In her lecture “Writing Fiction in Lebanon: A Woman’s Perspective” given this past Thursday, Iman Humaydan presented herself as someone who might have withstood bombs. Dressed in mournful black from head to toe and speaking in accented English laden with pregnant pauses, Humaydan’s appearance was a constant reminder of her foreign and war-torn origins. Her novels, originally written in Arabic and translated into both English and French, were laid neatly on the table in front of her, and she regarded her listeners with a harrowing solemnity as she explained not only how it was (and is) possible for her to write, but why she writes at all.
Humaydan, born in 1956 in a small village close to Beirut, started writing at the age of 13 with no thought of ever publishing. At that point, the only books accessible to her were the “cause” books given to her by her politically active father and the proletarian manifestos provided by her Communist brothers. In her family, writing was seen as an act of devotion and publishing was reserved for “functional” writing. Humaydan cited this as one of her first challenges as a writer: finding a way out of the stiflingly cause-laden atmosphere of home and discovering books that she truly loved. Even when she had read the classics though, she never showed anyone her writing. “It wasn’t serious,” she claimed – it was simply an expression.
It was only after she left Lebanon for Cyprus during a bombardment in 1988 that she gained the courage to publish some of her short stories, and continued to do so until 1997. Finally, she published B As in Beirut, a novel that she admits she didn’t know she was writing at the time, probably because most of it was committed to paper in short moments while waiting at the checkpoint between West and East Beirut (which separated the Muslims from the Christian population). Not surprisingly, her novels are largely devoted to life in war-torn Lebanon and specifically to female struggles within that world.
During the Lebanese Civil War, which began in 1975, men were simultaneously physically present and mentally absent, obligating women to adapt while maintaining their typical roles as caregivers for the family. Humaydan’s words and those of her female literary contemporaries are about these women, who wanted both a change and a way out. As she put it, writing was “a way of saying Ã¢â‚¬Ëœno’ to what was going on.”; By asking questions, Humaydan and fellow writers were admitting implicitly that what was going on was not right. Men were either fighting, philosophizing or abroad, which meant that Lebanese women were on their own – and not for any small period of time. There have been so many wars in Lebanon throughout the past 60 years that they must be referred to by name in order to avoid confusion. The country hasn’t had more than 10 years of peace in the last seven decades.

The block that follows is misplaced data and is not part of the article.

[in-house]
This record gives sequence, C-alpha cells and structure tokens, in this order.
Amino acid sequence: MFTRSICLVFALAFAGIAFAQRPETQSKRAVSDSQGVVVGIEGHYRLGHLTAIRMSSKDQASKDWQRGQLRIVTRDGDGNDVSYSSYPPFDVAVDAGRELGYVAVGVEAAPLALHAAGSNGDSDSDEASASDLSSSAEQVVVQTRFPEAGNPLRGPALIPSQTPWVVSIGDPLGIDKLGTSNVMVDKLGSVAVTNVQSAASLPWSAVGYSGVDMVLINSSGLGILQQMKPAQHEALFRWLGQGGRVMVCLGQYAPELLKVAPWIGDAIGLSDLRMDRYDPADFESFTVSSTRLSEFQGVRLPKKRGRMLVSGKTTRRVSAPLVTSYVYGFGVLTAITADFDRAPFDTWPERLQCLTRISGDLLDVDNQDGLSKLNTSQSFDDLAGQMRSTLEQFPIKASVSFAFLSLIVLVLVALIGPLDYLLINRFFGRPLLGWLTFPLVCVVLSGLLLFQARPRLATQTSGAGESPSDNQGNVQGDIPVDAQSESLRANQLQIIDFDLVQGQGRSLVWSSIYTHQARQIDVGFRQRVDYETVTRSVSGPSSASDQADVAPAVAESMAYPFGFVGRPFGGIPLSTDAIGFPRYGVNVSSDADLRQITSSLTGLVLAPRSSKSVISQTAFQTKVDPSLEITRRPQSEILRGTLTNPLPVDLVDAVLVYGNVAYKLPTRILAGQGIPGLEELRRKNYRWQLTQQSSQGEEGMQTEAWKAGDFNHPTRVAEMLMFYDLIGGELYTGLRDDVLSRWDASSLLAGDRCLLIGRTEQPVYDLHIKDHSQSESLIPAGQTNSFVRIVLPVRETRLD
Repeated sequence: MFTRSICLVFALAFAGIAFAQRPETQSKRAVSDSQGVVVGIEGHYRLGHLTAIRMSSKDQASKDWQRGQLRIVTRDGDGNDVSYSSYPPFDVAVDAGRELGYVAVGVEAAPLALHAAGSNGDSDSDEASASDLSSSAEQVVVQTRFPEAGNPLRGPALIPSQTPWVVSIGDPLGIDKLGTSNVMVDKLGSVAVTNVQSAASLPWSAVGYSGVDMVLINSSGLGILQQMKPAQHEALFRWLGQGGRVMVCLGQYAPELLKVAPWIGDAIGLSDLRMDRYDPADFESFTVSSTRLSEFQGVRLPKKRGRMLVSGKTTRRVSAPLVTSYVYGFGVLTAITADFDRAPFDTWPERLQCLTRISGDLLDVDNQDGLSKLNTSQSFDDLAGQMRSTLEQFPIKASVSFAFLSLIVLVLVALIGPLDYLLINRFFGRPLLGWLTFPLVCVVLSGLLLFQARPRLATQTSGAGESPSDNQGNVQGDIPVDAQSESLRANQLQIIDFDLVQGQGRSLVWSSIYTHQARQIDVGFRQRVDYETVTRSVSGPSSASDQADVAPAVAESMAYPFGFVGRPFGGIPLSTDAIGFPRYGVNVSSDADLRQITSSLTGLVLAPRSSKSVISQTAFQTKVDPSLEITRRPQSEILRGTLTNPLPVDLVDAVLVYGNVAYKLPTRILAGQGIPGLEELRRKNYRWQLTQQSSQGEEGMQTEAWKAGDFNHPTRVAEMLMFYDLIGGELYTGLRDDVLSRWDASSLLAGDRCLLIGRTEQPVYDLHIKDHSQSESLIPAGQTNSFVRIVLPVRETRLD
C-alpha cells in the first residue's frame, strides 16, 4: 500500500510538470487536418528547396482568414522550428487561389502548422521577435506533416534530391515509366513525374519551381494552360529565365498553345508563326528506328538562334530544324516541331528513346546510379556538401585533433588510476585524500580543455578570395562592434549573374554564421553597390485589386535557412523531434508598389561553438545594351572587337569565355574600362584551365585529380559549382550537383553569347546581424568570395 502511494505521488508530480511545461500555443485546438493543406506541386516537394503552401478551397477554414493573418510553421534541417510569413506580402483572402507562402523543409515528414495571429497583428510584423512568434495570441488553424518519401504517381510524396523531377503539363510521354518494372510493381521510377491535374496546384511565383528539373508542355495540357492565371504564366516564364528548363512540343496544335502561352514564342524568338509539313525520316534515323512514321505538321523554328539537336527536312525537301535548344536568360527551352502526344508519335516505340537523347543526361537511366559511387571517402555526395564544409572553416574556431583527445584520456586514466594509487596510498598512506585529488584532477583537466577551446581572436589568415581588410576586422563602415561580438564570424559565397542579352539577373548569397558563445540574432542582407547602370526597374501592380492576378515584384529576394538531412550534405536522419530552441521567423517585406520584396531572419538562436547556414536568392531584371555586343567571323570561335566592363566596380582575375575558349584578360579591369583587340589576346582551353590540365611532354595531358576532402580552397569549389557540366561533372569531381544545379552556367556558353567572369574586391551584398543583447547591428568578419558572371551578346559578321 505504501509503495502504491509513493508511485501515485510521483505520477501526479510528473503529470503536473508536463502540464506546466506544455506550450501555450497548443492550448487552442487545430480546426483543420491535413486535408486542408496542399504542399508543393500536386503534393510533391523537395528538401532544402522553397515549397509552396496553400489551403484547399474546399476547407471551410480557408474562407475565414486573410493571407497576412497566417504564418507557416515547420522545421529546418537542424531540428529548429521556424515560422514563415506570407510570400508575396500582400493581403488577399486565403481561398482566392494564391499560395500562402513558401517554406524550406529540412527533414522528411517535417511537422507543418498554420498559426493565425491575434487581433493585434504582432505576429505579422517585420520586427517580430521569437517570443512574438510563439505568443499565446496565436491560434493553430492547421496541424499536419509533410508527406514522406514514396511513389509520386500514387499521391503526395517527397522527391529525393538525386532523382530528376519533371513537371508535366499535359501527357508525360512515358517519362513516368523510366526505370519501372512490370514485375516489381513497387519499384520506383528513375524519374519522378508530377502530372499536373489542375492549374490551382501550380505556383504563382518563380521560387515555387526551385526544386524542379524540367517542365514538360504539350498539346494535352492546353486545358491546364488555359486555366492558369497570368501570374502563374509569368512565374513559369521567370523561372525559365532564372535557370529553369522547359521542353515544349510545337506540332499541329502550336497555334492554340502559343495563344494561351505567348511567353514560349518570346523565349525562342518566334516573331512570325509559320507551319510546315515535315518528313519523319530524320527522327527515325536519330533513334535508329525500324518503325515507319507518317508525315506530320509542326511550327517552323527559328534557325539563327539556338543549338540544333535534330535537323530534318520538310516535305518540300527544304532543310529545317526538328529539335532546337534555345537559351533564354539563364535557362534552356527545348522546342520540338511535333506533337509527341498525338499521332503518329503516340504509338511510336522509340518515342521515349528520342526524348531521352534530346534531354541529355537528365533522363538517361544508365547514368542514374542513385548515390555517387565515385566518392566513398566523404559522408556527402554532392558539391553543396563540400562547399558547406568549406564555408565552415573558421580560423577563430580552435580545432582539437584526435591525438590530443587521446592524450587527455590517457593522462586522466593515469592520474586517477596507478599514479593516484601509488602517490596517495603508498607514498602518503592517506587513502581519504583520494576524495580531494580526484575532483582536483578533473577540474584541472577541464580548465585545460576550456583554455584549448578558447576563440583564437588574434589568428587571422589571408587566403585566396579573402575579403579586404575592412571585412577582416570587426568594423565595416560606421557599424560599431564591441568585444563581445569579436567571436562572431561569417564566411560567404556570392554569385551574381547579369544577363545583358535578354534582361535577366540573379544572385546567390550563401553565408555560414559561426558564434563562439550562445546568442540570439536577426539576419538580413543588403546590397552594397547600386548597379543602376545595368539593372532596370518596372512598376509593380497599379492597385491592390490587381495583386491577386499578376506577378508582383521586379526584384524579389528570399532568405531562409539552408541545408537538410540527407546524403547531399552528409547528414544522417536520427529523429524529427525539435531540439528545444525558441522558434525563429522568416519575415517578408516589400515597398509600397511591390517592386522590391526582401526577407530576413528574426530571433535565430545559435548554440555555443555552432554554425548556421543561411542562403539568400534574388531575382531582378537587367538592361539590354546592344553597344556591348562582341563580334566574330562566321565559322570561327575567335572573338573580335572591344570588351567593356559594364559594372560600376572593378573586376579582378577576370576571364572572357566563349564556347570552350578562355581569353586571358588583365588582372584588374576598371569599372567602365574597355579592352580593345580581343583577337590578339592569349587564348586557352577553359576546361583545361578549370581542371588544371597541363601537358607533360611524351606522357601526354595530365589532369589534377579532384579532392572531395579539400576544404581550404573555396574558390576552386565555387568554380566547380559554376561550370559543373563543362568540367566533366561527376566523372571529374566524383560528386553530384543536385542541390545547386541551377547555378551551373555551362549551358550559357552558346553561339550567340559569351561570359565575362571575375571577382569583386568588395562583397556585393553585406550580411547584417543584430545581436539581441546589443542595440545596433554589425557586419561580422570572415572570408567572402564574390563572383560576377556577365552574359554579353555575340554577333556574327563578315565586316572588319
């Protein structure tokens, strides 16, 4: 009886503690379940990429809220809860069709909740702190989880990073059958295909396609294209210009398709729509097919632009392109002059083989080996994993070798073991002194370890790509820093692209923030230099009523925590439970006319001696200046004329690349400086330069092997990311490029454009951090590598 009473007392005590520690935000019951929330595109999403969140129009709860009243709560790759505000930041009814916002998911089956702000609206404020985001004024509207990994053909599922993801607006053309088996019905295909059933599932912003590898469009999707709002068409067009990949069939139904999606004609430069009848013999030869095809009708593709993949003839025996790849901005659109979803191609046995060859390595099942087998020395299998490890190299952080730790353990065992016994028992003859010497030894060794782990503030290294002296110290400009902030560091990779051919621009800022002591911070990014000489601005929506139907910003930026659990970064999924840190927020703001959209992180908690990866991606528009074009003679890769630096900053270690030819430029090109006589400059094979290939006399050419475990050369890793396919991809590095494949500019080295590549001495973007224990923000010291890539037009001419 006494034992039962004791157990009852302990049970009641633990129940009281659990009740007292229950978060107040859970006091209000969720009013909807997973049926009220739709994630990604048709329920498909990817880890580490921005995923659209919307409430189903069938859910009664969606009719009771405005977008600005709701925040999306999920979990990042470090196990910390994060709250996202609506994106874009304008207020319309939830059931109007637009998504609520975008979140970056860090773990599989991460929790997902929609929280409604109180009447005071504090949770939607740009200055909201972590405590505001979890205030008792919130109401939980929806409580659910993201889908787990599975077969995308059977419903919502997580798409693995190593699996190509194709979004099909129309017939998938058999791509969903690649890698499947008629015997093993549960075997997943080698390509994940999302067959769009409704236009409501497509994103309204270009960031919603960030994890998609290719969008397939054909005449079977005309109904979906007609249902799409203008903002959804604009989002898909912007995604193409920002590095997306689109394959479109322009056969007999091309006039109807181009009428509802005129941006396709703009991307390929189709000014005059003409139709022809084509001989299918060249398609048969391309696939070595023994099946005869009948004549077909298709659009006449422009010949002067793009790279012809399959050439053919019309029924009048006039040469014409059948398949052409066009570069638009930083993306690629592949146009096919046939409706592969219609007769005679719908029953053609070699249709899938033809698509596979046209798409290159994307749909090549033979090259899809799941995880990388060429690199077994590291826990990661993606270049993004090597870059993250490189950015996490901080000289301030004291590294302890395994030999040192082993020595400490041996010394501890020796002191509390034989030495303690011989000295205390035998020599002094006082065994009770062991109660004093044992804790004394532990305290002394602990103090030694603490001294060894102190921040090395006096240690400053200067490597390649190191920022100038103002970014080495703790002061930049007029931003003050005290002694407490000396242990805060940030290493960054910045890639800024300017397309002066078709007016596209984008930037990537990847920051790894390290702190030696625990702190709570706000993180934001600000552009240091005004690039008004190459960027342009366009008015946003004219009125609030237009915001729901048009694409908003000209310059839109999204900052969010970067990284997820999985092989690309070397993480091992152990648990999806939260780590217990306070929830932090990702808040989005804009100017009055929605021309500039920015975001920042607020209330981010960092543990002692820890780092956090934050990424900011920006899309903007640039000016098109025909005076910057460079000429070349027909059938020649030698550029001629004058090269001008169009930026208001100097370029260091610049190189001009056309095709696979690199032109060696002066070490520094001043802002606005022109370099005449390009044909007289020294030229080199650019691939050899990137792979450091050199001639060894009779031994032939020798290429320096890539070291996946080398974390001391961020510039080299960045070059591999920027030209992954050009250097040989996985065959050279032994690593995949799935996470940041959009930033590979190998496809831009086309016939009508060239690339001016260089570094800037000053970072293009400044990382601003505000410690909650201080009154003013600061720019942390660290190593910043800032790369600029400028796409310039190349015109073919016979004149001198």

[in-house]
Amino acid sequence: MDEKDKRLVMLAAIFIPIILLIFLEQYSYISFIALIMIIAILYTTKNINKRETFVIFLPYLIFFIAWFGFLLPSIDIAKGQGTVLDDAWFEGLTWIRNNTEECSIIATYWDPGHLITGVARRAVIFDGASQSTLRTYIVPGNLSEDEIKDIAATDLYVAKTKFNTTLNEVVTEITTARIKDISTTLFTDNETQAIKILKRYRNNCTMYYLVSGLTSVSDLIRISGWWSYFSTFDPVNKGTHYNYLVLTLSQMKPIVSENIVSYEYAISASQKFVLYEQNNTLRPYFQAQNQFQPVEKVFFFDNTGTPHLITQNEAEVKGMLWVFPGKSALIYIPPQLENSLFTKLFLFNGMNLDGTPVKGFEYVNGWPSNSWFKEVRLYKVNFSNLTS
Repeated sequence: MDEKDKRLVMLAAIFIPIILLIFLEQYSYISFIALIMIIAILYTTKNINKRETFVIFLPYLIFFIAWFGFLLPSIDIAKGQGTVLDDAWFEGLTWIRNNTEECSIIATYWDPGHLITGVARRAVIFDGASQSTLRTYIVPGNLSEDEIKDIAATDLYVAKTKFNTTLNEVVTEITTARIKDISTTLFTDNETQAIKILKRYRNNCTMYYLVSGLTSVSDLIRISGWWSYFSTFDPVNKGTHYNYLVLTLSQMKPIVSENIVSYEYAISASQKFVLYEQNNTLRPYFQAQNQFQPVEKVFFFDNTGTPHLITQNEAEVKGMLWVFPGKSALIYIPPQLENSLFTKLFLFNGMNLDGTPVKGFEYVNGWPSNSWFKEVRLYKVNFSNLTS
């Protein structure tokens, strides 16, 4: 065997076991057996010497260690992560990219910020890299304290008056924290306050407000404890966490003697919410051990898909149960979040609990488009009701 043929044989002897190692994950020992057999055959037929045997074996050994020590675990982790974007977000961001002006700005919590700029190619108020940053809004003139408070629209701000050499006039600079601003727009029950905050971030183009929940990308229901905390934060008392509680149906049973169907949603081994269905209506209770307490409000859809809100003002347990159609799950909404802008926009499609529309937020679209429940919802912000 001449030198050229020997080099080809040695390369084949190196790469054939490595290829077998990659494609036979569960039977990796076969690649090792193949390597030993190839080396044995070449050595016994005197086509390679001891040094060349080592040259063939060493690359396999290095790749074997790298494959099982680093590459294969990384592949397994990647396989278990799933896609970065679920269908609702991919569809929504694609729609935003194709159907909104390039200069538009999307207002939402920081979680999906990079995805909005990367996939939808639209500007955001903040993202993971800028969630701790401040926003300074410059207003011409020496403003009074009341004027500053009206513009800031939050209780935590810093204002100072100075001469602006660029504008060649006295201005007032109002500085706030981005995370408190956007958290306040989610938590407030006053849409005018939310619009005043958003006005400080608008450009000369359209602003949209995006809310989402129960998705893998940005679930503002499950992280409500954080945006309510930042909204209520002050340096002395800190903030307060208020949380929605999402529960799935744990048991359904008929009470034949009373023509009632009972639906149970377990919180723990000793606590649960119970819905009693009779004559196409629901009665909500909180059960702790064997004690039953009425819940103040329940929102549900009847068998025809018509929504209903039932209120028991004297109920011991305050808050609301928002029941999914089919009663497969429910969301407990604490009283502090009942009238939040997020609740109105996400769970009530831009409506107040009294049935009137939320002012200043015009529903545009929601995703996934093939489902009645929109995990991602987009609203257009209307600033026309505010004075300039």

For this reason and others, war is an inescapable reality for the Lebanese. Wars have defined Humaydan’s life to the extent that dealing with war will always be “unfinished business” both mentally and emotionally, and that, as such, the concept of writing about anything other than war seems outlandish and impossible. From where does the emotional energy to write a romance come when war has characterized your past, present and probable future?
Unfortunately, even the literal and figurative process of mourning implicit in Humaydan’s writings isn’t always effective at putting the horrors of war to rest. While writing B As in Beirut, Humaydan said that she purposefully left large spaces of the page blank in between her character’s narratives so that they could breathe, and so that she could put distance between herself and the plot of her story. “I felt suffocated as I wrote,” she said. Humaydan was afraid to see her own experiences immortalized on paper and to have to be her own witness.
In White Mulberries, her second novel, having garnered experience and courage as a writer, she departs from Beirut (her “most polite novel”) by freely expressing her own anger in her prose, perhaps in an effort to quell the violent angst that has invaded her life. While writing, she tries no to think about her audience for fear that she will, once again, begin to censor herself and concede to the fear of having an independent voice.
Even now, Humaydan is of the opinion that the Lebanese war novel hasn’t been written. For her, the eradication of the violent feelings in herself is the project of a lifetime and her career as a writer has only just begun. The lingering concepts of war and death were treated nonchalantly by Humaydan when she recounted going to the beach with her daughter during Israel’s 2006 invasion and leaving just in time to see an Israeli battle cruiser bomb a lighthouse just a few kilometers away. Yet her frustration at being unable to bury these memories was evident in her presence: Humaydan rarely smiled, and when she ended her lecture with a two-minute reading of one of her novels in Arabic, she did so apologetically. “I know you probably won’t understand,” she said as she put on her reading glasses. Her statement was not only a preface to her reading, but an assertion about the singularity and hardship of her life.